‘Fantastic Beasts: The Secrets of Dumbledore’ Review: Mads Mikkelsen Brings New Life After a Lackluster Second Installment


Bogged down by scandal and a creator who can’t keep their hateful rhetoric to themselves, the Wizarding World as we know it is in jeopardy.

After an extremely dispirited second film in Fantastic Beasts: The Crimes of Grindelwald, they set out to right some wrongs and I’d say they were rather successful. The story flowed better and the stakes were higher, building suspense perfectly into a thrilling third act. Each character got their heroic moment, with one of the very best getting the final big save, and it functions as a satisfying end to the series should they decide to end it here instead of following through with the originally planned five films.

Some background knowledge of Potter lore is really necessary to fully enjoy these films, which I feel is something most audience viewers will be heading into the theater with enough to get them through. Crimes of Grindelwald left those of us fully immersed in all things Potter wondering if they were throwing canon events out the window in favor of making more films (and more money), but rest assured the loose ends are tied up well enough to stay true to the established history.

Warner Bro. Pictures

Now, as with the second film, if you’re going into this one hoping for fantastic beasts (because why wouldn’t you) you’ll again be disappointed. This saga should really be titled “Albus Dumbledore as Told by Newt Scamander.” So, as long as you head in without that expectation (in reality, I went in with none) then you’ll enjoy this installment for its story and characters. Eddie Redmayne is still just as charming and endearing in his role as the beloved Hufflepuff Magizoologist, with two of our favorite critters back in action — Pickett the Bowtruckle and Teddy the Niffler.

Whether it was intentional or not, Secrets of Dumbledore leaned heavily into what we as a society have faced since about 2015. The way an enigmatic leader who plays on fear can entrance a massive following can find themselves in a position they don’t deserve, does this sound familiar? If you’re one of those people who think that’s not how it happened, this film may not resonate with you as it does with others. Some may chide the wizarding world for being charmed by what we know as viewers to be a madman, but this did happen right under our own noses. So, maybe we need to give the magical community a break here.

Warner Bro. Pictures

Speaking of enigmatic, this film would not have been a triumph over its lackluster predecessor without Mads Mikkelsen taking over the role of Gellert Grindelwald. Now, I do not agree with the reasonings behind Johnny Depp’s exit from the role in the slightest. However, I do think it was needed for the saga. This was an exceptional example of how one casting change can morph the entire tone of a film. Law and Mikkelsen’s chemistry was magnetic and seeing how Dumbledore and Grindelwald’s relationship is the focal point of this particular film, it was an imperative element to this film’s success over the last. Had Depp still been in the role this would have been an entirely different film, and unfortunately not as good of one.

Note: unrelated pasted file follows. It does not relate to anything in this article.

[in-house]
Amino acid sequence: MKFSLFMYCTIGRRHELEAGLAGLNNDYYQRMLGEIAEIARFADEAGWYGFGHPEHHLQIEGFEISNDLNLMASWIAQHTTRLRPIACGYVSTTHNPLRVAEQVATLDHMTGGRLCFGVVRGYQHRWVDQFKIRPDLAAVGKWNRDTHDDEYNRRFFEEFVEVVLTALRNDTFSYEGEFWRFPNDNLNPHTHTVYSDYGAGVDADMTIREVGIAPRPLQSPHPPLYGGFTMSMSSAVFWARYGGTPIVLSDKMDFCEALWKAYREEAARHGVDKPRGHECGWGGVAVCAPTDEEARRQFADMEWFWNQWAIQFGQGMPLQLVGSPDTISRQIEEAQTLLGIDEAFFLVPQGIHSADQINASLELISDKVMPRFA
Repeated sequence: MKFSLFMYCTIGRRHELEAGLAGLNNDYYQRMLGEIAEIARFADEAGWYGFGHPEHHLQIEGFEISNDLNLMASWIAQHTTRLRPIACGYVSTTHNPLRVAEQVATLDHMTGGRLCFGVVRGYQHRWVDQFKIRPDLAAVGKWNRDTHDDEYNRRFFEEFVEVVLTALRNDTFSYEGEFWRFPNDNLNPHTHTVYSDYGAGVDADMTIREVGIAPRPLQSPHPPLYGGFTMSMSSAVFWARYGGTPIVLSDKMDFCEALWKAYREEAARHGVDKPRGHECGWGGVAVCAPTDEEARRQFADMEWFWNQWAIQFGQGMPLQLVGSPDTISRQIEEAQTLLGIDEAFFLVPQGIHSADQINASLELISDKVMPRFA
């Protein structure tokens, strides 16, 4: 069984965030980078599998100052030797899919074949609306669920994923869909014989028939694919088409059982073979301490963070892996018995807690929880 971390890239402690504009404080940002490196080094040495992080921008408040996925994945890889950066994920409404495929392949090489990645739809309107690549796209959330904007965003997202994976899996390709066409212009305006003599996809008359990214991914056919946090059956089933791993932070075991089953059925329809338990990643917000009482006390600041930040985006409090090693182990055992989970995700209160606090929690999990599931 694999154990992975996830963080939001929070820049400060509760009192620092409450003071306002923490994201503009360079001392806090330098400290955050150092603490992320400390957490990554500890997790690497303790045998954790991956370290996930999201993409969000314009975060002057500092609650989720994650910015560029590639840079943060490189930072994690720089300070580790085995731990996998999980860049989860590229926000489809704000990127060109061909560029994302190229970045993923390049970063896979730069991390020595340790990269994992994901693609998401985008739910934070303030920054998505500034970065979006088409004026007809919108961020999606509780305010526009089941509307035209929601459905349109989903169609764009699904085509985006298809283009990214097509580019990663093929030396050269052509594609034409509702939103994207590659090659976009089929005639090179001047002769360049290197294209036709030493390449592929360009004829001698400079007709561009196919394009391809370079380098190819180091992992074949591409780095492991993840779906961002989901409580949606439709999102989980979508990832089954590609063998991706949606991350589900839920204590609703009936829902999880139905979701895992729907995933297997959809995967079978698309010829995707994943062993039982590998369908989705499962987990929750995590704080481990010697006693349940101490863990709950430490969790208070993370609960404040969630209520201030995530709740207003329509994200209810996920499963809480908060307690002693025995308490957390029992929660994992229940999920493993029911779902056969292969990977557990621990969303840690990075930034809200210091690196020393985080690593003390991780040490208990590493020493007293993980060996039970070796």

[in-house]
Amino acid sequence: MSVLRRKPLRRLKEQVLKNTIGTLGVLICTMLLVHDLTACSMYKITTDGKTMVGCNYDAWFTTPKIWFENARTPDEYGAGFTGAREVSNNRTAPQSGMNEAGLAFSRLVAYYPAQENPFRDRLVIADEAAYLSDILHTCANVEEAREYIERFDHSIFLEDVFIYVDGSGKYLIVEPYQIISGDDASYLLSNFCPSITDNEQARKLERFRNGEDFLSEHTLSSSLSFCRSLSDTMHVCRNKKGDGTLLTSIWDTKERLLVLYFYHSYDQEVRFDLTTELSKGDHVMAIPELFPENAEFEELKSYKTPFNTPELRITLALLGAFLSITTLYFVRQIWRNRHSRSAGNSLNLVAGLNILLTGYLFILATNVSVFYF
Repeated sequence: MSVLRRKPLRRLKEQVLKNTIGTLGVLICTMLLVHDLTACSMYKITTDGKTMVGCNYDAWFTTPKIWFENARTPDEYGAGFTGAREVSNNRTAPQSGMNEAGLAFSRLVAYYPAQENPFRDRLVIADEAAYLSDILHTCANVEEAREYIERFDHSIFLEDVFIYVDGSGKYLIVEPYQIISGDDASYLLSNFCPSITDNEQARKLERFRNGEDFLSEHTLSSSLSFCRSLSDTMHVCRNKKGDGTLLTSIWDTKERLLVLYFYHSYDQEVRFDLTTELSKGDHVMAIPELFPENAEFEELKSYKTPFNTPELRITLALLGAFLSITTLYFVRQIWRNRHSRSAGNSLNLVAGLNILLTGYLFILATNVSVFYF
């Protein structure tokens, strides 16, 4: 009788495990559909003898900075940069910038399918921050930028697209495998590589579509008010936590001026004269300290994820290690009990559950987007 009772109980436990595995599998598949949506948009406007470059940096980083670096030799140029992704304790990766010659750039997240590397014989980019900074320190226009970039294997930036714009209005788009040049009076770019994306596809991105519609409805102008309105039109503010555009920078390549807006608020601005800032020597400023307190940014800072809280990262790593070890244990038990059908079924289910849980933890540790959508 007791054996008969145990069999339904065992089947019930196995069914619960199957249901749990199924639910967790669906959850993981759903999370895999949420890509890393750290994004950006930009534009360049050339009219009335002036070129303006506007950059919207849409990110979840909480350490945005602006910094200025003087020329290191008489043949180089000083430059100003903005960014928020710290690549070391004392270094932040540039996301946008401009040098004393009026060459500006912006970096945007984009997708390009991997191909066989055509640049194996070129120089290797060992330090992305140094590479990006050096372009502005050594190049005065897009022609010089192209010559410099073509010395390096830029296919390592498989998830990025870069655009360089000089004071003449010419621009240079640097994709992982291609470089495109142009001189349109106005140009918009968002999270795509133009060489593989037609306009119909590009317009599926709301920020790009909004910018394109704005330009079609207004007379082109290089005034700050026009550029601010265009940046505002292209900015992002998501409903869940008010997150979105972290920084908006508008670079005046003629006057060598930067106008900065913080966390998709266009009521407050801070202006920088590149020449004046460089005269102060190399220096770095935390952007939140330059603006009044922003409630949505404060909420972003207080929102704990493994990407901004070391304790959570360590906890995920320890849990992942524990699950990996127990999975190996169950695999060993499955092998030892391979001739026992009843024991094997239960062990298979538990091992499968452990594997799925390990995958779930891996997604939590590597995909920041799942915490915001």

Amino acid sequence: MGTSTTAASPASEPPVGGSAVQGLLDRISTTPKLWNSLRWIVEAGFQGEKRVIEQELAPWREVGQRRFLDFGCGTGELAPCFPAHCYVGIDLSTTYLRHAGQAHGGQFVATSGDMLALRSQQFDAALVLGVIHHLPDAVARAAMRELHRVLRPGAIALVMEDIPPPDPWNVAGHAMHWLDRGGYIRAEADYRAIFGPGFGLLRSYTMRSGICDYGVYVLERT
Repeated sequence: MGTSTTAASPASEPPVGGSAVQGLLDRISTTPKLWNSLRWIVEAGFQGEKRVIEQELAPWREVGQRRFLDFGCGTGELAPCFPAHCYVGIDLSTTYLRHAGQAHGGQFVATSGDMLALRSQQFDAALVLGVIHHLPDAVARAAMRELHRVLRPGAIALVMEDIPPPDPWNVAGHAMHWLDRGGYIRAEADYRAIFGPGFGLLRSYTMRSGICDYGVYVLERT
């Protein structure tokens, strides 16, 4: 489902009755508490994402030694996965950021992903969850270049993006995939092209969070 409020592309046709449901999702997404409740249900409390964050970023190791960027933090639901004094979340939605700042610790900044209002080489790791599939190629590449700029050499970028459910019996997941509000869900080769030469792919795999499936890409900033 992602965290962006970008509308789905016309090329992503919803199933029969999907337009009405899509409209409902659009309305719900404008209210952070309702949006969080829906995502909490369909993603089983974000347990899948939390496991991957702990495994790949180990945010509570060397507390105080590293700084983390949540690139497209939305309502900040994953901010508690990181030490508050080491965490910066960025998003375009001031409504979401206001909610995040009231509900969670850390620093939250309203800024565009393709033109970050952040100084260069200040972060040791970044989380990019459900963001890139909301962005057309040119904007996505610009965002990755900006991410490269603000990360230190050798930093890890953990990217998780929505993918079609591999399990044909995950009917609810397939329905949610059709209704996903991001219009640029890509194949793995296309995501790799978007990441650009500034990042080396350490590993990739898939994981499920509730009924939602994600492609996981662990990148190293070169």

All of our favorite charmers are back, including the perfectly timed comedy of Jacob Kowalski played by Dan Fogler, with the exception of Katherine Waterston’s Tina Goldstein. The circumstances of Tina’s absence are lightly explained, but not enough to satisfy the curiosity itch or propel her or anyone else’s story forward. The only valid explanation (which is entirely an assumption) is that there was a scheduling conflict, but in a series as large as this one it would be expected to take priority. However, the story navigates on without her, with the only awkwardness coming from my own sometimes nosy nature. All the new additions to Scamander’s team of magical allies were also fantastic, each of them bringing their own special abilities to the table that all get highlighted throughout the film.

While this is still not a perfect film and doesn’t quite live up to some of the best in the original Potter series, I wasn’t disappointed. Secrets were uncovered, loose plot points were tied up, and I personally love seeing more of Dumbledore’s history. I do just wish they’d maybe consider a name change to something not involving the magical creatures that have taken a backseat to allow that history to play out.

Fantastic Beasts: The Secrets of Dumbledore is now playing in theaters.

Kaity started with Harry Potter in second grade and it’s been a losing battle ever since, or maybe a winning one ... She lives in New England with a small herd of cats, two dogs, three chinchillas, and one daughter. You can definitely find her either watching anime, reading manga, or playing the same five video games over and over again. Contact: kaity@nerdsandbeyond.com

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